“Glomar” denial declaration Used only when an agency cannot confirm or deny the existence of records because it would reveal an exempt fact “Records withheld” section of declaration explains only what abstract fact would be disclosed if agency confirmed that there were or were not records Used most often for targeted requests involving Exemptions 1, 6 or 7C Glomar Response Allows an agency to neither confirm nor deny the existence of requested information whenever its existence or nonexistence is itself classified Typically utilized in intelligence or law enforcement information

43 Special “Vaughning” Problems
Exemption 2 Explain why information is “internal” State whether withheld information is “high 2” or “low 2,” and if “high 2,” state how circumvention of agency regulation, practice, or program would result from disclosure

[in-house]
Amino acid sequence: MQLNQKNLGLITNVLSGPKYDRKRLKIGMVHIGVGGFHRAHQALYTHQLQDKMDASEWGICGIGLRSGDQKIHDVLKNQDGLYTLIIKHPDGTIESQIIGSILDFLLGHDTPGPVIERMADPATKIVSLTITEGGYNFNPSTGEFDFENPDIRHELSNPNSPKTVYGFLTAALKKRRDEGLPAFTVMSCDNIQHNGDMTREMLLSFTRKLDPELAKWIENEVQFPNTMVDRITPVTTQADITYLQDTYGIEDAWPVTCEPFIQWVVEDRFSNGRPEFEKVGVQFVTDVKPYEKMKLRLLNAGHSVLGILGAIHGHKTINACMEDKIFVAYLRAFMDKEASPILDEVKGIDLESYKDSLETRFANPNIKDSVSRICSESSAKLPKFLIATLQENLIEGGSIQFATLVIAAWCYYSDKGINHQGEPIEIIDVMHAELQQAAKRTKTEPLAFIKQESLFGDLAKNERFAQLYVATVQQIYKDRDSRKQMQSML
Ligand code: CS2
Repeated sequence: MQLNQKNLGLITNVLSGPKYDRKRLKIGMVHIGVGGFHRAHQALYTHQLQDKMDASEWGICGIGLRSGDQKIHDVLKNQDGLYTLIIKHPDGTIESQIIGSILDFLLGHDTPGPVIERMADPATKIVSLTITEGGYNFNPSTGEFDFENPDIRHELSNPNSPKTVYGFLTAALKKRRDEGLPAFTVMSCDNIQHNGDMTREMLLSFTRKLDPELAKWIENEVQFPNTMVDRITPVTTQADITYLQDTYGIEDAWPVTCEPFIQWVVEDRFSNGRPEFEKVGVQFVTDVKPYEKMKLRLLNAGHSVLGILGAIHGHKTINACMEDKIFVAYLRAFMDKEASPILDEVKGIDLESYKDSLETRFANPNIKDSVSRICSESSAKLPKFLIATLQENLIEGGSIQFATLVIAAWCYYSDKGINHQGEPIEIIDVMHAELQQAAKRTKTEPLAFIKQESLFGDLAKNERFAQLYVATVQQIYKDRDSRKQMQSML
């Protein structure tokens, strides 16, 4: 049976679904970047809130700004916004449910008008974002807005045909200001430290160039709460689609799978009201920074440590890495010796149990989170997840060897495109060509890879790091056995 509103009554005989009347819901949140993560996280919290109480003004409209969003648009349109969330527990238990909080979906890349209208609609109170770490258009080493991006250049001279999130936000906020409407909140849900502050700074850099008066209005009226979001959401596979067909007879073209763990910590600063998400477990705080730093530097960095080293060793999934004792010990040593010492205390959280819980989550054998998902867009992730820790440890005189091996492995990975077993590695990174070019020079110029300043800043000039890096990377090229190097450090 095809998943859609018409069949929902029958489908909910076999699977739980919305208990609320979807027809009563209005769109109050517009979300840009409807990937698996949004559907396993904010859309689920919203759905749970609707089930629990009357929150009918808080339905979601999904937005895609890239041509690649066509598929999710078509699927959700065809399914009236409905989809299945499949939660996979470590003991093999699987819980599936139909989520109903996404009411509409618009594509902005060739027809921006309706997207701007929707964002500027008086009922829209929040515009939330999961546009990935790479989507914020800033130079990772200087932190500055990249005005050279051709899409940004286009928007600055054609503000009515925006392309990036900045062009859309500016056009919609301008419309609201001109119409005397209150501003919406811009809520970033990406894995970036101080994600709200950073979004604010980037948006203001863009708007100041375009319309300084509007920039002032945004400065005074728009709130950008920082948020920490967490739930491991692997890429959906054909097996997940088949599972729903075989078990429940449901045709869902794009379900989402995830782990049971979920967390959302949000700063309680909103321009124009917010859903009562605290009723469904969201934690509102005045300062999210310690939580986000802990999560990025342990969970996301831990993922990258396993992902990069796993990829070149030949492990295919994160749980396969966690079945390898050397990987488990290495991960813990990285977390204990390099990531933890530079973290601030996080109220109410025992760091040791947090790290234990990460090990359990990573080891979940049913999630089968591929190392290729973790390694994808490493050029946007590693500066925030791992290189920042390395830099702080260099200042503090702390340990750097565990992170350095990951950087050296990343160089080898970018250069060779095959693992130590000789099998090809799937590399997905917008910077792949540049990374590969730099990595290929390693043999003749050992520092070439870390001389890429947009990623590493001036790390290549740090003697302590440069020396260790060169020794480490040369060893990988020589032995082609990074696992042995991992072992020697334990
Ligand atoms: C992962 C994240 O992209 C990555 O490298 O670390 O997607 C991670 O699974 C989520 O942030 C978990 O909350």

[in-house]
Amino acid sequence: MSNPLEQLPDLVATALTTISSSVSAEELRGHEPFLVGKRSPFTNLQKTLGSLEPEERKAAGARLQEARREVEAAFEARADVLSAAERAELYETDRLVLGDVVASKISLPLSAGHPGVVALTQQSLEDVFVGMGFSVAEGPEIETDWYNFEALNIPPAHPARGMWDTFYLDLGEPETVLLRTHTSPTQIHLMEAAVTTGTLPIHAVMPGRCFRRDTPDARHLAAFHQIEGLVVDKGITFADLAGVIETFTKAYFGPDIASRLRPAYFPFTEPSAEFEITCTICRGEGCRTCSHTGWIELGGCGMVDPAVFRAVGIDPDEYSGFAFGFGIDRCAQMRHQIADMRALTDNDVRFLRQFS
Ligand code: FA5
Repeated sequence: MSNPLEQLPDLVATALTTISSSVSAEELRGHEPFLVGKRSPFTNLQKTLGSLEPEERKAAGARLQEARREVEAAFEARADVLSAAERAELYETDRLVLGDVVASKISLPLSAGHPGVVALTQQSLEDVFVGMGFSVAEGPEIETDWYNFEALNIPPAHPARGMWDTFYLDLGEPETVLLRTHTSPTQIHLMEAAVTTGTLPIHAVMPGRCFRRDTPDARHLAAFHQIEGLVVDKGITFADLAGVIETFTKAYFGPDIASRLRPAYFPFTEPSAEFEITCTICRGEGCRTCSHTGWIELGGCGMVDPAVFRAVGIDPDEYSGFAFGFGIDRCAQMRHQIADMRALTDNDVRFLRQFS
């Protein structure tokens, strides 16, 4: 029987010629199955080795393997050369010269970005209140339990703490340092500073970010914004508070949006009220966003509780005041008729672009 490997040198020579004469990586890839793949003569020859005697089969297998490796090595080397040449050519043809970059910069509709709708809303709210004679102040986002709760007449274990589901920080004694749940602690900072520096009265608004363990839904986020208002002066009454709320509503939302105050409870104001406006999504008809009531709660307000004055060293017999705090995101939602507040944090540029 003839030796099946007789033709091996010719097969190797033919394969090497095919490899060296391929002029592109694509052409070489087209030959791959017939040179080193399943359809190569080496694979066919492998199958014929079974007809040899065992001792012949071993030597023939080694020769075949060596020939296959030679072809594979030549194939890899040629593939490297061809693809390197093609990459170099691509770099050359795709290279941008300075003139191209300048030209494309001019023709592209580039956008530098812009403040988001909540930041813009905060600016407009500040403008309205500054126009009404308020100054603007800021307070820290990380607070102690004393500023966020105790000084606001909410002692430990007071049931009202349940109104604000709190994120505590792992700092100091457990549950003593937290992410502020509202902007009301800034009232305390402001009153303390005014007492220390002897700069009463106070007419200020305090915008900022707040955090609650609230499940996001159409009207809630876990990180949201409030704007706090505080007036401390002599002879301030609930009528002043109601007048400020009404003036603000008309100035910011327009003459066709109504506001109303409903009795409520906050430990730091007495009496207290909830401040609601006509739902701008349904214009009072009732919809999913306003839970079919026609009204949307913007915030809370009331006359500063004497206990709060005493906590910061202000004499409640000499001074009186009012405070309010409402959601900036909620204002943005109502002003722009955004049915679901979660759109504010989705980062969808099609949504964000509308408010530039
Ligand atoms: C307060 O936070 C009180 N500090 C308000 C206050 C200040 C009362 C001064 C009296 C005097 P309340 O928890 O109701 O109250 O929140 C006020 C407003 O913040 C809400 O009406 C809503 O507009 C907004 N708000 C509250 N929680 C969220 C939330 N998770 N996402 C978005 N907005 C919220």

44 Special “Vaughning” Problems
Exemption 3 Identify the federal statute being applied Explain how the statute applies to the withheld information

45 Special “Vaughning” Problems
Exemption 4 When agency is relying on substantial competitive harm argument, you might include a declaration from submitter explaining competitive harm Make clear that agency considered submitter’s views on substantial competitive harm but made independent decision

46 Special “Vaughning” Problems
Exemption 5 Explain whether the communication was inter- or intra-agency Deliberative process privilege Explain why information is predecisional Explain why information is deliberative State that all factual information has been disclosed or explain why it has not